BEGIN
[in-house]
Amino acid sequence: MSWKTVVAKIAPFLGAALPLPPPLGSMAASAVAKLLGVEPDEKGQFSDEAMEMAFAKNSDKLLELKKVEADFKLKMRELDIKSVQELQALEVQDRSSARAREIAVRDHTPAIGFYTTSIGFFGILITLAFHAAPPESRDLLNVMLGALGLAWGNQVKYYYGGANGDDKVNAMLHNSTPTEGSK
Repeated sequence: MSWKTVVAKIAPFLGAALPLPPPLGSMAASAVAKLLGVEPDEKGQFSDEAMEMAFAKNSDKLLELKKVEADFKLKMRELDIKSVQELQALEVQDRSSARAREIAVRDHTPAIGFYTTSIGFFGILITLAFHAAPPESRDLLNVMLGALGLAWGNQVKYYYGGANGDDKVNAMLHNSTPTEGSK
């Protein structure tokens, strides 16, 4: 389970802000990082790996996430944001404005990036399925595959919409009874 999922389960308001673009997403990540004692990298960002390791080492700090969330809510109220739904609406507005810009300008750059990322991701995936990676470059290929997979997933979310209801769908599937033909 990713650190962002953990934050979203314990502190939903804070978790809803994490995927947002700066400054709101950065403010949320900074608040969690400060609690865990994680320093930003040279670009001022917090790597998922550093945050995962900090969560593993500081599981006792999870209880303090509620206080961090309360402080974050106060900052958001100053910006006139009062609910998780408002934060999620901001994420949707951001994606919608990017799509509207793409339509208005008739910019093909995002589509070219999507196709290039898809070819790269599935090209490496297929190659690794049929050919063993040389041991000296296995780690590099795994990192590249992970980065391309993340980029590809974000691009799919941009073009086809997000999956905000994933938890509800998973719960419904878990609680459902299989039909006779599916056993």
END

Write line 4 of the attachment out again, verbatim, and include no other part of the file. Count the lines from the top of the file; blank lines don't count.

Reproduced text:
């Protein structure tokens, strides 16, 4: 389970802000990082790996996430944001404005990036399925595959919409009874 999922389960308001673009997403990540004692990298960002390791080492700090969330809510109220739904609406507005810009300008750059990322991701995936990676470059290929997979997933979310209801769908599937033909 990713650190962002953990934050979203314990502190939903804070978790809803994490995927947002700066400054709101950065403010949320900074608040969690400060609690865990994680320093930003040279670009001022917090790597998922550093945050995962900090969560593993500081599981006792999870209880303090509620206080961090309360402080974050106060900052958001100053910006006139009062609910998780408002934060999620901001994420949707951001994606919608990017799509509207793409339509208005008739910019093909995002589509070219999507196709290039898809070819790269599935090209490496297929190659690794049929050919063993040389041991000296296995780690590099795994990192590249992970980065391309993340980029590809974000691009799919941009073009086809997000999956905000994933938890509800998973719960419904878990609680459902299989039909006779599916056993």